Emory Report

June 12, 2000

 Volume 52, No. 35

Focus: Carter Center

Voters in two South American countries recently saw their hopes for democratic elections stymied when elections were delayed in Venezuela and boycotted by the lead presidential opponent in Peru.

The Carter Center and representatives of its Council of Presidents and Prime Ministers of the Americas had been observing electoral processes in both countries for extended periods. After monitoring Venezuela's presidential elections in December 1998, the center made four assessment missions this year to prepare for the scheduled May 28 elections.

Initial observations found many areas of concern, including a questionable legal framework for the election, a high level of uncertainty and distrust on behalf of the voters, and calls for an external audit of the tabulation process.

At the invitation of Venezuela's National Electoral Council (CNE), an international team led by President Jimmy Carter and his wife, Rosalynn, and former Costa Rican President Rodrigo Carazo and his wife, Estrella Zeledon de Carazo, began arriving in the capital of Caracas on May 22.

"The Carter Center has had a continuous presence in Venezuela since August 1999 to closely follow the drafting and approval of the new constitution, and most recently, to assess conditions for the elections," said Jennifer McCoy, director of the center's Latin American and Caribbean program, which organized the election-monitoring mission. "We went to show the support of the international community for Venezuelans during a time of great political change."

Dubbed "mega-elections" because of their size and complexity, the Venezuela elections had more than 36,000 candidates competing for upwards of 6,000 positions. It became apparent that technical difficulties and lack of voter information, problems almost from the start, would not allow for reliable elections. Political parties, electoral technicians and civilians began voicing strong concerns regarding the elections' legitimacy. An appeal to Venuezuela's Supreme Court brought a ruling that the elections be delayed so that these concerns could be addressed.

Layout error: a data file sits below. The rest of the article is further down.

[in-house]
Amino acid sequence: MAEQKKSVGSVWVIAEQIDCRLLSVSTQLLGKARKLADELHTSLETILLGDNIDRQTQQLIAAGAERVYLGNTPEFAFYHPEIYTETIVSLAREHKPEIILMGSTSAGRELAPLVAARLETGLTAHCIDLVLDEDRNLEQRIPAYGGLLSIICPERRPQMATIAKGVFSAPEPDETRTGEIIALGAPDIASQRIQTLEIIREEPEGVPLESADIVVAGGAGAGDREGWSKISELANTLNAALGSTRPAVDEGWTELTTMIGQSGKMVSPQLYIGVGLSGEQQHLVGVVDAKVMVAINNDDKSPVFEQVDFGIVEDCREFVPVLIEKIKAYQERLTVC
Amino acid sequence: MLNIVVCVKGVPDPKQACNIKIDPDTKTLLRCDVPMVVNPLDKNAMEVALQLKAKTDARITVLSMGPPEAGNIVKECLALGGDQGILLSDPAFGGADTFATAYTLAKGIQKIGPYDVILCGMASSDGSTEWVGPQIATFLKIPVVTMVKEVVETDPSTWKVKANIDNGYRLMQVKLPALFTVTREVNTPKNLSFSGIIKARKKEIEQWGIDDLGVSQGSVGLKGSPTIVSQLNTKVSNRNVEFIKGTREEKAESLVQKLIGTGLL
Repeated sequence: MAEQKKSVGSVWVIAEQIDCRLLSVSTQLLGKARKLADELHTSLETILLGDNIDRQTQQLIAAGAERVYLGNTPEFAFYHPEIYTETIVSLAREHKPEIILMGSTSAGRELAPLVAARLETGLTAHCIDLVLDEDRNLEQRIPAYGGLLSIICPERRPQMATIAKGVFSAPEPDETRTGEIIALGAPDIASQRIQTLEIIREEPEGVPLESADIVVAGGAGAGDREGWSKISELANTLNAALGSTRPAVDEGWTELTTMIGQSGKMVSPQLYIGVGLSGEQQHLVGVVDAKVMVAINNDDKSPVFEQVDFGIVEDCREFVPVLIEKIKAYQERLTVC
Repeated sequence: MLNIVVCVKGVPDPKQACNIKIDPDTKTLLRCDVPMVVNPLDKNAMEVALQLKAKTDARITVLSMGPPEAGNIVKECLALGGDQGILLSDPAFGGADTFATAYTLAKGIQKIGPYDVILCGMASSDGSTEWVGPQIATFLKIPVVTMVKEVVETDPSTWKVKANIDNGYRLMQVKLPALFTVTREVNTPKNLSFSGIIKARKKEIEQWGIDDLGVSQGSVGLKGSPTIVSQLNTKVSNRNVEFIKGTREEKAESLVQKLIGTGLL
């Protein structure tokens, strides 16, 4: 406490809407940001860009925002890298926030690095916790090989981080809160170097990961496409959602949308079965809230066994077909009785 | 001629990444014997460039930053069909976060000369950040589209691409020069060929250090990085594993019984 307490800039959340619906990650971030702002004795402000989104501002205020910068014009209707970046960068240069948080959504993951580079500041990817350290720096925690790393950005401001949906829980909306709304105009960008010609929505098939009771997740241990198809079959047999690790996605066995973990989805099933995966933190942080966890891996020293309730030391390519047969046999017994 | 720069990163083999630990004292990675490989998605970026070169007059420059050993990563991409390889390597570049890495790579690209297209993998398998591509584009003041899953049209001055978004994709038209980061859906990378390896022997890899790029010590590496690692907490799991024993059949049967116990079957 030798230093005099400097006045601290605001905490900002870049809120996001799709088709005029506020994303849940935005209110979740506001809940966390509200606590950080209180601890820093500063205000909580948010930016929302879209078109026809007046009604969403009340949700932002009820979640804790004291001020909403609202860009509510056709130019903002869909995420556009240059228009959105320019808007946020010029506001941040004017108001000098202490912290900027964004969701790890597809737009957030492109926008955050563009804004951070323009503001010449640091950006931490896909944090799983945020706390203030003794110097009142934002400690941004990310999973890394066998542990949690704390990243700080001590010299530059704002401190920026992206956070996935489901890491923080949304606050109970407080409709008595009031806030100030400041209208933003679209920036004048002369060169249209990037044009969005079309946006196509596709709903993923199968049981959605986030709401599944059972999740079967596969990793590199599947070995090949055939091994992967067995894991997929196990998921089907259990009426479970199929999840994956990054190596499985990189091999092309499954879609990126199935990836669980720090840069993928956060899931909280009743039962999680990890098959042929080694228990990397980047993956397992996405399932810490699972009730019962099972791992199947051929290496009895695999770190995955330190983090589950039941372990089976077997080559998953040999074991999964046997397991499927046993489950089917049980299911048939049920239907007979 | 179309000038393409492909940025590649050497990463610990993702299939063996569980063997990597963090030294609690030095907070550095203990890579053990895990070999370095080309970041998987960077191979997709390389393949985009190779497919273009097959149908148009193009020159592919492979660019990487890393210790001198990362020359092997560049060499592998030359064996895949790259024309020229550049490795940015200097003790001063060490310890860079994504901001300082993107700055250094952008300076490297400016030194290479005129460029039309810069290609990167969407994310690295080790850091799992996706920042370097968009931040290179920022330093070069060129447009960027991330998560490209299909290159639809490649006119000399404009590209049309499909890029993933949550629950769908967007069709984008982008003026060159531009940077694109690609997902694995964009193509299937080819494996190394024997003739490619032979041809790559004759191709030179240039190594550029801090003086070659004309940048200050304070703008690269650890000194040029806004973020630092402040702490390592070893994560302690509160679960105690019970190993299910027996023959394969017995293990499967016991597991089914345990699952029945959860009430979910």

"Postponement of the elections will allow citizens to be adequately informed about the candidates running for office and ensure that technical conditions be put in place to ensure the integrity of the elections," President Carter said at a press conference in Caracas on May 27. "We will continue to offer our support and suggestions in a spirit of international cooperation and respect with the hope that the electoral process will accurately reflect the choice of the Venezuelan people."

In Peru, four recent observation missions, sponsored jointly by the National Democratic Institute (NDI) and the Carter Center, pointed to fundamental flaws in country's electoral process. These included unequal access to the media, media bias favoring the incumbent, smear campaigns against Peruvian election monitors and opposition candidates, the misuse of state resources for electoral advantage, and a climate of impunity.

These serious problems were compounded by an opaque tabulation process that, following the April 9 polls, was plagued by irregularities and inexplicable delays. All of these factors led a large segment of the Peruvian electorate to question the credibility of the polls and those administering them.

On May 5, a strongly worded statement was issued by the NDI and the Carter Center urging "immediate and comprehensive improvements" to Peru's elections process. These improvements were never made, and on May 25 the Carter Center and NDI announced they would not send an observer mission to the May 28 runoff.

"After seeing little improvement from our first mission in early December to our third mission in mid-March, NDI and The Carter Center concluded that the electoral process was irreparably flawed," McCoy said. "We again called for changes after the April 9 first round, but failing to see significant improvements, we concluded that these elections would not meet the minimum international standards for a democratic election."

The May 28 runoff transpired without an opposing candidate, since opposition leader Alejandro Toledo refused to participate because of the poor conditions. The final results showed President Alberto Fujimori winning 51.2 percent of the votes cast, with Toledo winning 17.7 percent since he was still on the ballot, and 29.9 percent of voters deliberately spoiling their ballots in a likely rejection of the Fujimori candidacy. Blank ballots accounted for the remainder of the votes.

--Nadara Wade is communications coordinator for the Carter Center.

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